How to interpret these findings? Our results do not necessarily so imply that the Weberian model had no practical implications for Dutch civil servants in the early 1980s. We speculate that the lack of attention for personality attributes in most job ads in that period should not be interpreted as a lack of attention for personality, but rather as a sign that desirable personality traits for Dutch civil servants were largely taken for granted at that time. Specifically, we postulate that traits linked to consciousness (III+) and emotional stability (IV+), but not extraversion (I+), agreeableness (II+), and openness to new experiences (V+) were presupposed for (newly hired) civil servants in line with Weberian bureaucracy.
The steady increase of personality descriptors related to extraversion (I+), agreeableness (II+), and openness to new experiences (V+) from the mid-1980s onwards ties in with public-sector developments linked to post-bureaucratic reform models and the neo-Weberian bureaucracy. Moreover, the increased attention for personality descriptors related to consciousness (III+) and emotional stability (IV+) has to be understood in our view as an attempt to balance the need for personality traits related to the other three big-five factors as can be derived from the work of proponents of the neo-Weberian bureaucracy (Lynn, 2008; Pollitt and Bouckaert, 2004).
Hence, based on our empirical findings, we do not argue that post-bureaucratic reform models like NPM and NPG have not been relevant for successive public-sector reforms in the Netherlands, but speculate that their non-bureaucratic organizational principles have been capsulated within the emerging neo-Weberian model. In other words, from the mid-1980s onwards we postulate that the bureaucracy has not become an obsolescent organization in Dutch public administration, but instead seems to transform into a much more personalized and open institution in which the classical internal orientation toward bureaucratic rules and administrative law is supplemented or complemented with a more external orientation as was already called for by authors like Merton (1940) and Selznick (1957) and later by neo-Weberian scholars (Lynn, 2008; Pollitt and Bouckaert, 2004).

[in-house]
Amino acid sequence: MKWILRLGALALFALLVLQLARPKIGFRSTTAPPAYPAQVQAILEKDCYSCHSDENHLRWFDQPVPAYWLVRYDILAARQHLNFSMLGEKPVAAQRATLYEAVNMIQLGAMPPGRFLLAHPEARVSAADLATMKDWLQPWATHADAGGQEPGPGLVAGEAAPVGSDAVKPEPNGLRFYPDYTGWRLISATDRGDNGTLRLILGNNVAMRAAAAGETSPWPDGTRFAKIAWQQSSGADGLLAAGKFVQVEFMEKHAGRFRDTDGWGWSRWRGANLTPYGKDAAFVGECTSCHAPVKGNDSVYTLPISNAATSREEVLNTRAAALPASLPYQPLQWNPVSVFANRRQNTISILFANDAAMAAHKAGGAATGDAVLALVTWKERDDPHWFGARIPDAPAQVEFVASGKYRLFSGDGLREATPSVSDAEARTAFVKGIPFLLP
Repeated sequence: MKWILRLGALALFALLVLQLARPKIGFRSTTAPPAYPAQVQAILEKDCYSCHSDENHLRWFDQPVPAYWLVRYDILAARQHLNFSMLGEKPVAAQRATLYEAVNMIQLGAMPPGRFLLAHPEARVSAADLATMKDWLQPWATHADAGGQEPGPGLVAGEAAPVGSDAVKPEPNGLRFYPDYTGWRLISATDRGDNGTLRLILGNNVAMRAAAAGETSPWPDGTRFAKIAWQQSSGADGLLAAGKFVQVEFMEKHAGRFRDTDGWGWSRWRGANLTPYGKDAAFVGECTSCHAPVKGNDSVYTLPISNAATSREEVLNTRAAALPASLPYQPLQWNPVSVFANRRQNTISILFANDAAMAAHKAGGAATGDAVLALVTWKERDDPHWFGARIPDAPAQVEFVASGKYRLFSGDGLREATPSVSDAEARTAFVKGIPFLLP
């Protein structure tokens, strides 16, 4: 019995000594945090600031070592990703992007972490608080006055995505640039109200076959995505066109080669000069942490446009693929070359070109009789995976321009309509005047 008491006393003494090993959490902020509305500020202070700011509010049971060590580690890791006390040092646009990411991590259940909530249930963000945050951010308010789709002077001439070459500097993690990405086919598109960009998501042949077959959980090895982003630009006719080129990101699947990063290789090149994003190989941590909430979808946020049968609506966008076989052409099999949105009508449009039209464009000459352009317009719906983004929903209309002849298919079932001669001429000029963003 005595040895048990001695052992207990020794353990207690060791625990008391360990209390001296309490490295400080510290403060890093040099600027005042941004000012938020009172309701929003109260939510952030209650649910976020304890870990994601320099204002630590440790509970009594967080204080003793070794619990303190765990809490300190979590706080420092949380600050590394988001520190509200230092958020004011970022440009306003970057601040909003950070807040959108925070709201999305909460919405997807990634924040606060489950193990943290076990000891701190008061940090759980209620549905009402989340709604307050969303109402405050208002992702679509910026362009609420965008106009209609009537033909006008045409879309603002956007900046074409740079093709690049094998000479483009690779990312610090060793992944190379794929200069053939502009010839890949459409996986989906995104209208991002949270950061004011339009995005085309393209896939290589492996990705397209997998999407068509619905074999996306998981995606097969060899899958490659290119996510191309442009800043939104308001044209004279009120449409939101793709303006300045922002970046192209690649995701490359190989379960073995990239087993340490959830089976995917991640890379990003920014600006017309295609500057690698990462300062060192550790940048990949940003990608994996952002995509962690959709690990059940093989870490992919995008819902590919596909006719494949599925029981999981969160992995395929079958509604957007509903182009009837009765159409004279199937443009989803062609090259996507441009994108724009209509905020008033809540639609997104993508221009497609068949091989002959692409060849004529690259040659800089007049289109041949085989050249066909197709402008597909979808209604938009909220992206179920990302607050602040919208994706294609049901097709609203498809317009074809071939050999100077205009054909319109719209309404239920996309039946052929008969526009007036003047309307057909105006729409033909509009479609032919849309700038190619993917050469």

We acknowledge that other factors may explain the observed trends as well. We discuss three alternative explanations. First, several studies have discussed how trends related to NPM made government bureaucracies more aware of the importance of employee competencies for organizational performance (Hood and Lodge, 2004; Kruyen and Van Genugten, 2020). Hence, it can be speculated that the influence of NPM on personality traits asked for is more indirect than we argued in this study. For example, it can be that creativity has always been importance for civil servants, but was only included in the job ads when civil servants working at personnel departments (and later human resource departments) decided it was important to explicitly address the need for creativity in the job ads. To explore this alternative explanation, further archival research is needed.
Second, from an open system perspective on organizations, one could argue that the external orientation of the bureaucracy is essential for its functioning and for the preservation of its distinct structure and status (Scott, 2003, p. 89). Government bureaucracies have to adapt to the same social forces as other organizations, but since we have not compared job ads of public and private organizations for this study, we cannot distinguish between those that are deemed to be typical for the public sector and those that are of a more general nature. This assertion harbors an important limitation of the current study. Further research into the similarities and differences between job ads in different sectors would allow us to unravel the degree to which developments in the use of personality descriptors can indeed be linked to public-sector reform models or need to be attributed to general organizational and societal trends, such as the introduction of open offices (cf. Zalesny and Farace, 1987), millennials entering the workforce (cf. Hershatter and Epstein, 2010) and a general increase in attention for employees’ personality attributes in the workplace, dubbed the “psychologization of work” (cf. Godard, 2014; Schaufeli, 2013).
Third, we assumed that the job ads in our data set reflect organizational reality. However, it is an empirical question for future research to investigate to what degree those who write job ads, and thus decide whether or not to include certain personality descriptors, include personality descriptors on purpose or not, and even if they do so, are (sub)consciously aware of their links to various public-sector models and other, more general organizational and societal trends. Instead, it can be that – in line with institutional isomorphism (DiMaggio and Powell, 1983) – those who write job ads include personality descriptors because they see others are using these terms as well. Nevertheless, as we observed considerable variation in terms used across municipalities and individual job ads, there is no indication of a simple “copy-paste” process. Alternatively, the observed increase of personality factors in job ads could also be understood as a sign of the increase of the use of “marketing” strategies in recruitment advertising. Such marketing strategies not necessarily so serve to attract the most suitable candidates, but are aimed to strengthen the image of the recruiting organization (Belt and Paolillo, 1982; Ryan et al., 2000), which – as side note – can be related to NPM trends too.